Is Your Life Changing? Your Savings Strategy Should Too!
To achieve the financial objectives you've set for retirement, you should always account for any personal or professional changes that could occur. Some can provide a real helping hand, but others might mean you'll have to rethink your savings strategy.
When Your Professional Life Takes a New Direction... Update Your Strategy!
No matter how carefully put together, a retirement savings plan should always remain flexible.
Changed jobs for a higher salary? Think about saving more for retirement. Lost your job? If you can't make ends meet and your RRSP contributions are automatically deducted, ask your financial institution to reduce your contributions until you're back on track. Offered a private pension plan? Find out about the terms. You may also want to contribute to your spouse's RRSP to balance out your future incomes in retirement. Have you considered a tax-free savings account (TFSA)? For more information, check out our capsule on TFSAs.
When Your Personal Life Takes a Turn... Update Your Strategy!
Anything is possible: marriage, birth, divorce, a child's education (or back to school for you!), a new house, a move, a spouse's death, and the list goes on. Always keep an eye on your strategy. Some of life's affect can affect your retirement goals.
For example, to plan for the high cost of a child's education down the road, start saving now with a registered education savings plan (RESP). You'll get a minimum government subsidy of 20% at the federal level and 10% at the provincial level, as well as a tax shelter on your savings. But first, do your homework, and contact a financial advisor if necessary to make sure an RESP is right for you.
When the Economy Fluctuates... Update Your Strategy!
The low interest rates and stock market declines in 2002 and 2008 may have had a dramatic effect on your portfolio's performance. The rates of return you used for your simulations may no longer apply to your savings objectives. If you haven't already done so, now's the time to recalculate using rates of return that more accurately represent current market conditions. Ask your financial planner for advice and adjust your investor profile as needed.
Easy Tactics That Pay Big
- Paying off your mortgage in a few months?
Since your monthly payment is already in your budget, take the opportunity to set up a monthly savings plan and channel the extra cash into an investment like your RRSP! But first, be sure to consult your Notice of Assessment from the Canada Revenu Agency to check your contribution limit.
- Have unused RRSP contribution room?
Maxing out your RRSPs pays off. The additional contributions you make today can be worth their weight in gold when you retire! Have you used all your RRSP contribution room? Contributing to a tax-free savings account (TFSA) could be to your advantage. Consult the capsule on the TFSA for more information.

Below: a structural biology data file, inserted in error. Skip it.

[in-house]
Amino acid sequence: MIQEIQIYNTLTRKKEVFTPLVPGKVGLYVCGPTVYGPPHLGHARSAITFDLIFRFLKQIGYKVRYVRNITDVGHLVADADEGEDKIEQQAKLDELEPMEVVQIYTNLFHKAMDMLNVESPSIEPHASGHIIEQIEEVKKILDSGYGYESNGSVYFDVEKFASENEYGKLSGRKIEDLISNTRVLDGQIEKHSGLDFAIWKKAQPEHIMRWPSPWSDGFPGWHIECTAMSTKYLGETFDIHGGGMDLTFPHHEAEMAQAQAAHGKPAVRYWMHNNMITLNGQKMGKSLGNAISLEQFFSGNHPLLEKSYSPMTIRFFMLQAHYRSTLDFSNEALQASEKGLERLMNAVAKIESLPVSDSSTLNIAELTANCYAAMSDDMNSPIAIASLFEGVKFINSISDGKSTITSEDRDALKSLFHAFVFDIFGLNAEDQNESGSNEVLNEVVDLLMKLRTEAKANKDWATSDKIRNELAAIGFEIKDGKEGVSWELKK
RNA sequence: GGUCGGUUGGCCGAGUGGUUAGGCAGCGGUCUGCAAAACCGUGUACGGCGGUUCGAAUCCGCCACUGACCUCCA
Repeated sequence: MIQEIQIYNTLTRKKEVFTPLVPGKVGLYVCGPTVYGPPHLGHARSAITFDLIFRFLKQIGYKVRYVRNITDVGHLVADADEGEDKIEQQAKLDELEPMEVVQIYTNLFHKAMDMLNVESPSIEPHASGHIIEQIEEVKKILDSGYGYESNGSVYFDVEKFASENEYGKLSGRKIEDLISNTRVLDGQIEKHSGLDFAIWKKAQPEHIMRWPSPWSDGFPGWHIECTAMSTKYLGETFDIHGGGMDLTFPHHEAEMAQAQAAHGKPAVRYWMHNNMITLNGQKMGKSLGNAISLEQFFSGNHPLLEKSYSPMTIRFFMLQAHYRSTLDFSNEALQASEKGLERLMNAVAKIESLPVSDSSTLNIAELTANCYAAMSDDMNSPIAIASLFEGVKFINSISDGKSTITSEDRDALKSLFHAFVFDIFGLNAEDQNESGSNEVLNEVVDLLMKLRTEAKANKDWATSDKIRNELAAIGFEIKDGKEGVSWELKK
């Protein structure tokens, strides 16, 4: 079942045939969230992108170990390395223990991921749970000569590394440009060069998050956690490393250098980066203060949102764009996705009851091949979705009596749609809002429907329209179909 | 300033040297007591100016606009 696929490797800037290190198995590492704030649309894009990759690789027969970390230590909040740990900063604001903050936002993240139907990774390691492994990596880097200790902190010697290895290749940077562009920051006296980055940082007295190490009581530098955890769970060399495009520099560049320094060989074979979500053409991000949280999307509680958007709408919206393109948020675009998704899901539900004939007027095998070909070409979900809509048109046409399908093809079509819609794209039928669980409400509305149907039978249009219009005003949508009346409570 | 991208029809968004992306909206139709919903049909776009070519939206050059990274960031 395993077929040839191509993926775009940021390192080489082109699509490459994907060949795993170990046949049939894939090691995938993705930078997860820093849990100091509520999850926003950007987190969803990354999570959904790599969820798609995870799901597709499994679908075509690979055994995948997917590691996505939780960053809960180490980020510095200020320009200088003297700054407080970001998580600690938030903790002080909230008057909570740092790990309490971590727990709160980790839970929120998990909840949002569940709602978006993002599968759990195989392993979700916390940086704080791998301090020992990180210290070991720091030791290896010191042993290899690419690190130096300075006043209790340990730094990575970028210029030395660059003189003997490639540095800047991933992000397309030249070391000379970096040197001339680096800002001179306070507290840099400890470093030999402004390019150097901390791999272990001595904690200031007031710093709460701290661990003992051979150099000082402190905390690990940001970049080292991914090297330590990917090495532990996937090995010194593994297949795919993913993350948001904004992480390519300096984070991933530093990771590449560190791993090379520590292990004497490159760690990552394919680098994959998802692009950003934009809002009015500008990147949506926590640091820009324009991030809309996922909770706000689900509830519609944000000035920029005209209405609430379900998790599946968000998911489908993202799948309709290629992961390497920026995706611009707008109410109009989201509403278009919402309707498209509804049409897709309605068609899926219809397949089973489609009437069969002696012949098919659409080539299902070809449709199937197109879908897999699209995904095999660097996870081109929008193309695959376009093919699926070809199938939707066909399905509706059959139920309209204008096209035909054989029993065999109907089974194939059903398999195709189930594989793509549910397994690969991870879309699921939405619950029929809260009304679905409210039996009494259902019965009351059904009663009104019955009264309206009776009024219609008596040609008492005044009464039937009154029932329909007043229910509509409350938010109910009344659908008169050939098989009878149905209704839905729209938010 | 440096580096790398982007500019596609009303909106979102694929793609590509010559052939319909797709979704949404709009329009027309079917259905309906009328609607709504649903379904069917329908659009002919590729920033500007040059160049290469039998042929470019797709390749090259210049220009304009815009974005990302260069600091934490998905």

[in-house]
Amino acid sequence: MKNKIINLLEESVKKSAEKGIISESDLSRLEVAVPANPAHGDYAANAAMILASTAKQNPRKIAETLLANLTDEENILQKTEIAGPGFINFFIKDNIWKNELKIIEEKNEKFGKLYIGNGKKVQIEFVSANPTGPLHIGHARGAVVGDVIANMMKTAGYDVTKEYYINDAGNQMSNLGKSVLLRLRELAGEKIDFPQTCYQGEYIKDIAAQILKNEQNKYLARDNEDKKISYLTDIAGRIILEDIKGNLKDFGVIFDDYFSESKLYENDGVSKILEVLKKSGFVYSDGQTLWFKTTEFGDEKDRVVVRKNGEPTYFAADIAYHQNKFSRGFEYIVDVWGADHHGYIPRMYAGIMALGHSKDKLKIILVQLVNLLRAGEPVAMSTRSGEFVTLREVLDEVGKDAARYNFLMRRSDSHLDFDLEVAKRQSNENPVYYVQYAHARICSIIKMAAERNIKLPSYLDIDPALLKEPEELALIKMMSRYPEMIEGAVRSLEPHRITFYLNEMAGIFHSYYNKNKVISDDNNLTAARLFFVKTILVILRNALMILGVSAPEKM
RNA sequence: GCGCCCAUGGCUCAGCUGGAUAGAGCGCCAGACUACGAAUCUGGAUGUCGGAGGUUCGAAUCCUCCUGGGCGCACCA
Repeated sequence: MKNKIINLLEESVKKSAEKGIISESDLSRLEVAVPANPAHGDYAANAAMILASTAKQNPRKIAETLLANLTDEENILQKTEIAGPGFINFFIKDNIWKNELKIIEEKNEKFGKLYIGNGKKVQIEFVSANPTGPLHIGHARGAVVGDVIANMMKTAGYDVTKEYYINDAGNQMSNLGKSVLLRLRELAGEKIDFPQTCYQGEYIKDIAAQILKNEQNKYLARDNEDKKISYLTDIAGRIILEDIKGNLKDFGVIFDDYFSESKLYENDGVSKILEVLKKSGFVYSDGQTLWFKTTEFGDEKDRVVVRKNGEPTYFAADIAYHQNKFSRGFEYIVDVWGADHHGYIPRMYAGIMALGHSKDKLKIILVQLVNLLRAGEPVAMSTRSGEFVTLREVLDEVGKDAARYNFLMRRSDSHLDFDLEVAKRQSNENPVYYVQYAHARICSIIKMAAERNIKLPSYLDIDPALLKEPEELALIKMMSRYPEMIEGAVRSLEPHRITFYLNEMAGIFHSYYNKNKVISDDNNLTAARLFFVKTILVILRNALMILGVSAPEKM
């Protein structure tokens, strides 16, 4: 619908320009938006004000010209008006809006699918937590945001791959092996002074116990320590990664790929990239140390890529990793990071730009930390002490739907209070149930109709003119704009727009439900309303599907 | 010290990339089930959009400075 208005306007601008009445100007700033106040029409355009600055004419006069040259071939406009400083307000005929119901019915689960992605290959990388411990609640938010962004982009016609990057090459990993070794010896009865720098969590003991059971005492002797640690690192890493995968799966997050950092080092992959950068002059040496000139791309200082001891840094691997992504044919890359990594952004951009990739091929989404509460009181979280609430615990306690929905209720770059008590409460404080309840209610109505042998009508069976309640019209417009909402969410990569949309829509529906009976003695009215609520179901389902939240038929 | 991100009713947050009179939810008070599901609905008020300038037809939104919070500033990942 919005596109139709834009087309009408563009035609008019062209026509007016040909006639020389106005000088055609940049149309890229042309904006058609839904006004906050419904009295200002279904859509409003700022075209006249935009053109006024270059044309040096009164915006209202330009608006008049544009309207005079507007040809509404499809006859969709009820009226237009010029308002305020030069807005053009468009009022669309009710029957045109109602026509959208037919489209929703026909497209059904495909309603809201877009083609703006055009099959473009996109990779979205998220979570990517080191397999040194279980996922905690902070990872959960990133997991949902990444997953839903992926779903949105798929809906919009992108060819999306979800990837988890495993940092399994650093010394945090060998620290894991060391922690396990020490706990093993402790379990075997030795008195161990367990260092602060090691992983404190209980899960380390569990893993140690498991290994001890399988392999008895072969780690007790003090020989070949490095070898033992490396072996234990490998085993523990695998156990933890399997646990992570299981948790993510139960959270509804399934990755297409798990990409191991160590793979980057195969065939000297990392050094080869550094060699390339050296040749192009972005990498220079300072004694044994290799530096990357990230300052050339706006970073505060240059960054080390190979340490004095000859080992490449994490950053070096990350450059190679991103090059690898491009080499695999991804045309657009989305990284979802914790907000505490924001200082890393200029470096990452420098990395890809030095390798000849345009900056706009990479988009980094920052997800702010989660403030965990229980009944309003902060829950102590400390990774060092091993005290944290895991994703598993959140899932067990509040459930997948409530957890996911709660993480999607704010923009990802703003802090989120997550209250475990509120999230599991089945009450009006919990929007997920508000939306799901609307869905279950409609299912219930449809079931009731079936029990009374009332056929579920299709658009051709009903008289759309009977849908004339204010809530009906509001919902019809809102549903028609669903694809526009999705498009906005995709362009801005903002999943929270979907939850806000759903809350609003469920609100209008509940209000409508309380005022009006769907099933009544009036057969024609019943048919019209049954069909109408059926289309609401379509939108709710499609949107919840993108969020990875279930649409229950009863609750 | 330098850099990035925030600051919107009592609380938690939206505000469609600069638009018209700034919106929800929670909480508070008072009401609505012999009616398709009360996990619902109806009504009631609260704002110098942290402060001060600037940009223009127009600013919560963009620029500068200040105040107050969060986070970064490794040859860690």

Financial institutions offer good rates on loans for buying RRSPs. To maximize your return on investment, the performance you expect from your RRSP should, of course, be higher than your loan rate.
If you're investing large amounts, it's usually better to invest regularly rather than in one lump sum. Regular investments allow you to take advantage of favourable market conditions because you'll pay less when prices fall, and when prices are high, you'll only be investing a small amount. If you invest all your savings at once, the market could be at its lowest—or it could be at its highest. When you invest regularly, the risks are spread out over the year. If you compare the average cost of regular investment to that of investing in a lump sum, you'll find that regular investment is generally more profitable.
Simulate Your Retirement Income
To give you a glimpse of the future, Retraite Québec (www.retraitequebec.gouv.qc.ca) and the Websites of most financial institutions offer effective simulation tools to help you calculate how much you have to save monthly or annually to reach your financial objectives for retirement.
4 Ways to Better Your Odds
- Pay yourself first! Ask your financial institution to withdraw a set amount directly from your bank account on a weekly, biweekly, semimonthly, or monthly basis.
- Don't use your savings plan as a piggy bank! Only dip into your savings as a last resort. If you need to use your savings for a project or an unexpected expense, it will be to your advantage to use your unregistered savings or TFSA before you withdraw any amount from your RRSP.
- Review your savings plan regularly to make sure it's still in line with your objectives, especially if your personal or professional life has changed.
- When your investments mature, find out how you can reinvest them and consult a financial advisor if you need to. Don't leave a high balance in your account for too long. The interest on savings accounts is virtually nil.
Interest rates on fixed-income securities are currently very low. If you have a high proportion of fixed-income products in your portfolio, keep a close eye on them and don't let them roll over automatically at low interest rates. A whole range of guaranteed investments with higher return potential is now available.
Most financial institutions also offer products that you can redeem or reinvest. Consider these types of vehicles if rates are on the rise, since they give you the flexibility to reinvest at higher rates! Check into the investment terms first.